The acting Inspector General of Police, Elizabeth Mills-Robertson, has stated the determination of Police Service to unravel the mystery surrounding the death of three children in an abandoned car at Achimota last Saturday.
She said the outcome of the investigations would determine the next line of action; whether or not to prefer charges against Mr Samuel Aguadze in whose house the car in which the children were trapped was parked.
Mrs Mills Robertson disclosed this to the Times in an interview yesterday after a group of four civil society organizations had called on her at the Police headquarters.
The group made up of the Commonwealth Human Rights Initiative (CHRI), the Legal Aid Board, Centre for Democratic Development and the Media Foundation for West Africa, was led by Nana Oye Lithur of CHRI.
Mrs Mills Robertson described last Saturday's incident as very sad and stressed that while the police were conducting painstaking investigations to unearth the cause of death, parents should be alert and monitor their children's movement.
Nana Oye said the visit was to congratulate Mrs Mills-Robertson as the first woman to have attained the position of IGP and also discuss with the Police Administration some human rights issues that came into play in the discharge of duties of the police.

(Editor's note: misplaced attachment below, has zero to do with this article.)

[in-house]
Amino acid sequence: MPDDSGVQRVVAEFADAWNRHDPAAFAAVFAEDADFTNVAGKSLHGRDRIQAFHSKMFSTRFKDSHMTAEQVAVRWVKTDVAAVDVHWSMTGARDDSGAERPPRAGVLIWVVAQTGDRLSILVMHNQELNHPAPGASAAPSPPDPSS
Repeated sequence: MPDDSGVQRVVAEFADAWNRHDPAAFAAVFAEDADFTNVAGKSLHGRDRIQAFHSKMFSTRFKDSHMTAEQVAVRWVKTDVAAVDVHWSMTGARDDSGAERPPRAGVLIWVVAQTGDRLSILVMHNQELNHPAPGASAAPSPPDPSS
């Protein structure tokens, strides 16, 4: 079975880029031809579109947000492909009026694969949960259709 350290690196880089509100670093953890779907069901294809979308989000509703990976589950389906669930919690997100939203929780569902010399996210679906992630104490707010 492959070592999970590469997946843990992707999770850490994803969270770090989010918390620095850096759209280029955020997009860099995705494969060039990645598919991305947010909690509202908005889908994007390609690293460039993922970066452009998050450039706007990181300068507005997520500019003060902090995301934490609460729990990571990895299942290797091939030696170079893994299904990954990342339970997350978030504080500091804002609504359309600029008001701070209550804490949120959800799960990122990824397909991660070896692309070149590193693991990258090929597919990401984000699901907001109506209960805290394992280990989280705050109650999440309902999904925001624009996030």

She said "as society keeps growing and democracy and good governance are deepened, there is the need to forge cordial relations between the police and society."
This will strengthen people's confidence in the police to enhance information flow from the public.
The group presented to the acting IGP copies of an assessment it had compiled about Police Service and suggestions to improve on their work.
The assessment said it was unfortunate that "lack of effective police accountability mechanism and inadequate training and resourcing have led to a Police Service too often characterized by corruption, illegal arrests and detentions, excessive use of force and failure to respond to complaints".
The assessment said despite the high profile and long-standing nature of the problems, there have been no more than limited, superficial reforms of the Police Service.
It suggested that the Police Intelligence and Professional Standard Bureau (PIPS) be decentralized to the regions, districts as well as police posts so that people can report cases there instead of traveling to the Police Headquarters in Accra where it is located.